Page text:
Rating Scale devised for HSP

Posted - March 2007 in Living with HSP - Management & Treatment News

The Spastic Paraplegia Rating Scale – a reliable and valid measure of disease severity

Dr Rebecca Schüle

(Editor’s Note, Oct. 2018: Rebecca Schüle, driving force behind the creation and development of the SPRS, is a member of the Clinical Trial team associated with the HSP Research Program that is facilitated and funded by this Foundation.)

 

The clinical Spastic Paraplegia Rating Scale (SPRS) measures disease severity and progression over time.

 

The SPRS will be the primary outcome measure for the upcoming Phase 2a clinical trial, where the aim is to make a preliminary determination on the effectiveness of Noscapine as a treatment for SPG4 HSP.

 

In 2003 the German Network for Hereditary Movement Disorders (GeNeMove) was founded to research rare genetic movement disorders in Germany.  The SPRS is the result of a collaboration between movement disorder specialists – the GeNeMove SP task force – from six German universities.  Sixty-three patients from 50 families were recruited for the trial in seven GeNeMove SP outpatient clinics.  The rating requires less than 15 minutes to complete and requires no special equipment, so it is suitable in an outpatient setting.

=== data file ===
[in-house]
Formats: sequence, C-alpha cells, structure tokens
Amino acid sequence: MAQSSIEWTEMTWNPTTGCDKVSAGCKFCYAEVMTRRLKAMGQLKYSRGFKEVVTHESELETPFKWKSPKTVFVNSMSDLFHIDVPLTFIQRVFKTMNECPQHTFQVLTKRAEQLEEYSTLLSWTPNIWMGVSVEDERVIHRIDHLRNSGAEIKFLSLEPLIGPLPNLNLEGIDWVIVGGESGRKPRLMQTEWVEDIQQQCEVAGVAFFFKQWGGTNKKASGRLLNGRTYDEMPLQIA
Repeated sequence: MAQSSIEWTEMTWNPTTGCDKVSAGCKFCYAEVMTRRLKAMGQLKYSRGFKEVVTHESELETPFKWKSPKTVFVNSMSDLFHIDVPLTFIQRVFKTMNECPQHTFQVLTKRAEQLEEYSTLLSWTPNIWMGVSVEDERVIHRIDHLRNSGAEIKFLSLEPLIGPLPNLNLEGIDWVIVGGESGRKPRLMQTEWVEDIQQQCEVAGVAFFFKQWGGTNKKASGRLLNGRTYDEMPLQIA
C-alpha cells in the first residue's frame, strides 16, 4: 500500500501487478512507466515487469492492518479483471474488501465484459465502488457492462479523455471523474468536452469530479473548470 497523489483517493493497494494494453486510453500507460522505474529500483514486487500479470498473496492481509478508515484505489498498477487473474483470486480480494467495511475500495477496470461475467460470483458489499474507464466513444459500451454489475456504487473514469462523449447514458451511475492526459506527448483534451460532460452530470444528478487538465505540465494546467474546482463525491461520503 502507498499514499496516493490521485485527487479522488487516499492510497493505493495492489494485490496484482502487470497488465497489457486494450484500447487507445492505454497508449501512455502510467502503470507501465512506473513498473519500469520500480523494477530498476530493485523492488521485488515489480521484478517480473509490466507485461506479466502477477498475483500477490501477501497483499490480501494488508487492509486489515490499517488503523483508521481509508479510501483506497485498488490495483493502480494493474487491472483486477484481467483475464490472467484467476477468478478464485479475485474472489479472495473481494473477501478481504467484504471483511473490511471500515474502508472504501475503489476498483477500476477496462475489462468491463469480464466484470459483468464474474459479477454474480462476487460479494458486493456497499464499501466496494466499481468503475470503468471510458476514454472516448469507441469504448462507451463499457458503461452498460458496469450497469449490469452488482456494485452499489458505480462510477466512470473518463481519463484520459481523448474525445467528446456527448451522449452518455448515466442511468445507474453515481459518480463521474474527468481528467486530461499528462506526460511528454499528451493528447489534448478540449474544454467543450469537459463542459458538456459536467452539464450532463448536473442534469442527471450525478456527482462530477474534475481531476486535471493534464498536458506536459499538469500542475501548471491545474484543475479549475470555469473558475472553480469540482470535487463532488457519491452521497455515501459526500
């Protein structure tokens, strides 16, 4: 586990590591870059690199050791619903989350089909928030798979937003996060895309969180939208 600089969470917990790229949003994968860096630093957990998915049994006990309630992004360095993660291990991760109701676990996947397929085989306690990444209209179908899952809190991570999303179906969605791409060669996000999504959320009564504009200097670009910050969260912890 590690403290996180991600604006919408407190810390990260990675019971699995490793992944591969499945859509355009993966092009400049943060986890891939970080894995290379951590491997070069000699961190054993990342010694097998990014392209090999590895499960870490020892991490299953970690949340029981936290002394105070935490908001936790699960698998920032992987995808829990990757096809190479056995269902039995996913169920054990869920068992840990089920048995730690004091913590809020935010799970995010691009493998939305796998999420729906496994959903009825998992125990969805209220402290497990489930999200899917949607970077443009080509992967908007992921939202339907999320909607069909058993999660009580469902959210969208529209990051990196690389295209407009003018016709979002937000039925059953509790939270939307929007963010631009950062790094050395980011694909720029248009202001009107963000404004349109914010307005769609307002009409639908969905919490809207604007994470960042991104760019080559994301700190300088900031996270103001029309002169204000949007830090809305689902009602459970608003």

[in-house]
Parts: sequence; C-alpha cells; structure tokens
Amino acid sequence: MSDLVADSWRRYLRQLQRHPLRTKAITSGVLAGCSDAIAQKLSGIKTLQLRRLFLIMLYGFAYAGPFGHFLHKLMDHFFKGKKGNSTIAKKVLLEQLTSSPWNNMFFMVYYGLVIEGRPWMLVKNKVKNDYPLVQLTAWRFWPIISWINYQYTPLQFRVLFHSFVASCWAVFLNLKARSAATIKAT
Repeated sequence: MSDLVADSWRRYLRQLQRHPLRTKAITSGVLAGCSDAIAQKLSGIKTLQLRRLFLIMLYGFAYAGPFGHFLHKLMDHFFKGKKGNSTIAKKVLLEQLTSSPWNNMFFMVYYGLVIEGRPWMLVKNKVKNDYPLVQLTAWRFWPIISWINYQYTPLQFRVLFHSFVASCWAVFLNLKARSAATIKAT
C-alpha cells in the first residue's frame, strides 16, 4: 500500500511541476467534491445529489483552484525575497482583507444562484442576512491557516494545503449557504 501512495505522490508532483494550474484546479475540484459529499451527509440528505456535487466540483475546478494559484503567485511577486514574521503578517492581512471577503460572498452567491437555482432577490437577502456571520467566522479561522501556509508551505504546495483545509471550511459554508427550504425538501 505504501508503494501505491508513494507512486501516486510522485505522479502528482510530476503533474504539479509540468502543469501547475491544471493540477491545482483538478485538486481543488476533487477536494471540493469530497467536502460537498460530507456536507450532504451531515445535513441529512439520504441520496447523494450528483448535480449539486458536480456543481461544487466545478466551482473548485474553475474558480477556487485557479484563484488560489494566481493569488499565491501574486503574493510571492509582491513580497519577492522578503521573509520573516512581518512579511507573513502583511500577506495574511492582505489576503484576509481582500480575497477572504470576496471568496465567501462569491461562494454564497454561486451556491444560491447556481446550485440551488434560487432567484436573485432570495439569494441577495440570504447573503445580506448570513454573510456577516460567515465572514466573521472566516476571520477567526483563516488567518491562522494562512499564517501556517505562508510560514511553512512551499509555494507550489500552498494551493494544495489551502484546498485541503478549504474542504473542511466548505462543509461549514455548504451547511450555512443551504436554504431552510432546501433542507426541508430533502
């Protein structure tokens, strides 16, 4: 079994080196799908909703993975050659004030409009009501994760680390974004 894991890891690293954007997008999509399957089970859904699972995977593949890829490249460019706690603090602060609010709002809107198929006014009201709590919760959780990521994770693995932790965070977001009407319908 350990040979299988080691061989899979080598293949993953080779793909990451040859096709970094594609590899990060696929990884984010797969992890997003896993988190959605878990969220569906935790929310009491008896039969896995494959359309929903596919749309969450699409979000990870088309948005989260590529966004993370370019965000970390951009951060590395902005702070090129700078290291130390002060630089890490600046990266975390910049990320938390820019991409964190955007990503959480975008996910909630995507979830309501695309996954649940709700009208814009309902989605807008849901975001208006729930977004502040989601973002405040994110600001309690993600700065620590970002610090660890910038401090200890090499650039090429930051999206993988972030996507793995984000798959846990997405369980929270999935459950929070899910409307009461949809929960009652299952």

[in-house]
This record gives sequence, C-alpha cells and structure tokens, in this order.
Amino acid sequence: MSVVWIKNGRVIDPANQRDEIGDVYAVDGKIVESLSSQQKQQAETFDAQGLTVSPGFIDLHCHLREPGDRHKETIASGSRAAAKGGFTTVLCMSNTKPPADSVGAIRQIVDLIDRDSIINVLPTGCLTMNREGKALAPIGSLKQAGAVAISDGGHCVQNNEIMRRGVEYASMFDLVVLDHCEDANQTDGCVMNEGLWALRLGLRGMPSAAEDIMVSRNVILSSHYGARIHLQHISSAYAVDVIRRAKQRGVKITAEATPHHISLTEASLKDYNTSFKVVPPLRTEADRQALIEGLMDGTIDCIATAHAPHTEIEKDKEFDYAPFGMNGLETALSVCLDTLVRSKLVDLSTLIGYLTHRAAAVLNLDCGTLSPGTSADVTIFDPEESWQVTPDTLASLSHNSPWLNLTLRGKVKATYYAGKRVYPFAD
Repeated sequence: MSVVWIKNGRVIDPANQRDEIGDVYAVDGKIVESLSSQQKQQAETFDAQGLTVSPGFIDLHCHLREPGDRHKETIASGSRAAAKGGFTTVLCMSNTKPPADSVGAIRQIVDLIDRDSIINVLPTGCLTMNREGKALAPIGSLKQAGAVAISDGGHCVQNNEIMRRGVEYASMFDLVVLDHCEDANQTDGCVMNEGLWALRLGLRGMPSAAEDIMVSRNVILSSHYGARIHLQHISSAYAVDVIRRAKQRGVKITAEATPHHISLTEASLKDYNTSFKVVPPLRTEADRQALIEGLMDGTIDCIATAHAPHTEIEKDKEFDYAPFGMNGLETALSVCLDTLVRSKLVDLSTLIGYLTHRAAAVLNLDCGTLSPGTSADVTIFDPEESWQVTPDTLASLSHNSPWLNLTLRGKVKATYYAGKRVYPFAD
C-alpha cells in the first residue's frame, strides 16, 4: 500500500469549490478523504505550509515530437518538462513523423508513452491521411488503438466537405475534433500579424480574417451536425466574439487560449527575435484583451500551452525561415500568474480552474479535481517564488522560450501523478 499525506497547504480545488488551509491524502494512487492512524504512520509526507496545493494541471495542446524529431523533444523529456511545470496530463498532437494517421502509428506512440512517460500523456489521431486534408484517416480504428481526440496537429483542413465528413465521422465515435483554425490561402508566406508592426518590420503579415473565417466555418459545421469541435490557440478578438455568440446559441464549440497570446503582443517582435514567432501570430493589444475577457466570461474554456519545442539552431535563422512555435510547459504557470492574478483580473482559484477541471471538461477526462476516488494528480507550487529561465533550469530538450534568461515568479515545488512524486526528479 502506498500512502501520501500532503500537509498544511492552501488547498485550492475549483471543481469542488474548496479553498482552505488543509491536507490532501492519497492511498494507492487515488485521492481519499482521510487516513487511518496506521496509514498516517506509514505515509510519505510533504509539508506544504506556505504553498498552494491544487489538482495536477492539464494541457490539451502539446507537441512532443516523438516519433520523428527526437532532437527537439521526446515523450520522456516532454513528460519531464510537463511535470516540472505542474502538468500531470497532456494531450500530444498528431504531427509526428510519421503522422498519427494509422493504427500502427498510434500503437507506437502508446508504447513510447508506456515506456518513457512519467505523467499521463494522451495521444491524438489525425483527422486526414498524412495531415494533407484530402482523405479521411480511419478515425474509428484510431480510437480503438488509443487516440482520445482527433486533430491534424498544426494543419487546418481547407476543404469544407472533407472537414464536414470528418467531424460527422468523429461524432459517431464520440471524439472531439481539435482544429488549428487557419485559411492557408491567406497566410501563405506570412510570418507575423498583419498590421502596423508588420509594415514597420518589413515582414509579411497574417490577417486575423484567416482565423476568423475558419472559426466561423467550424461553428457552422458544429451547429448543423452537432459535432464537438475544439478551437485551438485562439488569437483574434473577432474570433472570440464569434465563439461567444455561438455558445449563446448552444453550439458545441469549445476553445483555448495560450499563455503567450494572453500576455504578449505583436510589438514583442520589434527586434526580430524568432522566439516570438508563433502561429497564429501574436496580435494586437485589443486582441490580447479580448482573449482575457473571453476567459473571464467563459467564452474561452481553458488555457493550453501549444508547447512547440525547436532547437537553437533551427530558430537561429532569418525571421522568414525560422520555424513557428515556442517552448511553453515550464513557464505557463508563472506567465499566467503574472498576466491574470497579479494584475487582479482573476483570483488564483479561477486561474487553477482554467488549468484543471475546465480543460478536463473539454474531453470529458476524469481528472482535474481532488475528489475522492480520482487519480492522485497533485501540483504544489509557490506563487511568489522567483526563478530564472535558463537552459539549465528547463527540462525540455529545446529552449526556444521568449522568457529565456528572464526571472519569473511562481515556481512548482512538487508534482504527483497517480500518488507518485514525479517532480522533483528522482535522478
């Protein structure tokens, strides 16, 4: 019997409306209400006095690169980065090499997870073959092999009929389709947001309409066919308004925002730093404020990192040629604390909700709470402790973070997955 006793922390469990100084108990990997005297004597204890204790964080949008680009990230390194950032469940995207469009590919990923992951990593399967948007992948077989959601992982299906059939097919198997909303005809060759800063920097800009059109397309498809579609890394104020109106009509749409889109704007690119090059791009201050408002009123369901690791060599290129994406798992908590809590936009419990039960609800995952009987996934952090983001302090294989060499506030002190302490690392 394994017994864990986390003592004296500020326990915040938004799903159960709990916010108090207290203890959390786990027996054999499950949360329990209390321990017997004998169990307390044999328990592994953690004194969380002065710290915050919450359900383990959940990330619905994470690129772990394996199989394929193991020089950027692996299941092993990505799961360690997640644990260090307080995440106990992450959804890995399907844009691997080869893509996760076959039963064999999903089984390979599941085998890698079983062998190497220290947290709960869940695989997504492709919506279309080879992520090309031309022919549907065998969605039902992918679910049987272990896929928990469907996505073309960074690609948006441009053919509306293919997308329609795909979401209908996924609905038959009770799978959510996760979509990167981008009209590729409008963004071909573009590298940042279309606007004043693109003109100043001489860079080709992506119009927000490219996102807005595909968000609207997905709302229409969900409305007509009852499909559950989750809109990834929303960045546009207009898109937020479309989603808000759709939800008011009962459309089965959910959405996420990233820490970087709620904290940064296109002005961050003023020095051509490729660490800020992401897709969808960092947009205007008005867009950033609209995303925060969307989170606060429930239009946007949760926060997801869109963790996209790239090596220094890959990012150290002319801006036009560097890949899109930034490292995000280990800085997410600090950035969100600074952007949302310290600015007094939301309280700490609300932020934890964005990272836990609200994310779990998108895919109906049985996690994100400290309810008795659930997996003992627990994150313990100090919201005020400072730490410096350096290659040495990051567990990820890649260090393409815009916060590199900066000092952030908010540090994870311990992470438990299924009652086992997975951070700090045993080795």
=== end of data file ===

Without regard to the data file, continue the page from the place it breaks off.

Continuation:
Scientifically rigorous and clinically meaningful rating scales are essential to measure treatment impact, especially in diseases in which conventional laboratory markers of disease activity are missing, which is the case with HSP.

The full article is available at:

http://www.neurology.org/content/vol67/issue3/

Scroll down the page until you locate “The Spastic Paraplegia Rating Scale (SPRS): a reliable and valid measure of disease severity” and choose from the options offered.

View the contents of the SPRS

The scale is presented here in image form – just click on an image to see it full-size:

SPRS page 1

SPRS page 2

SPRS page 3

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SOURCE: Neurology. 2006 Aug 8;67(3):430-4

The Spastic Paraplegia Rating Scale (SPRS): a reliable and valid measure of disease severity

Schüle R, Holland-Letz T, Klimpe S, Kassubek J, Klopstock T, Mall V, Otto S, Winner B, Schöls L.

Hertie Institute for Clinical Brain Research and Department of Neurology, Eberhard Karls University,
Tubingen, Germany.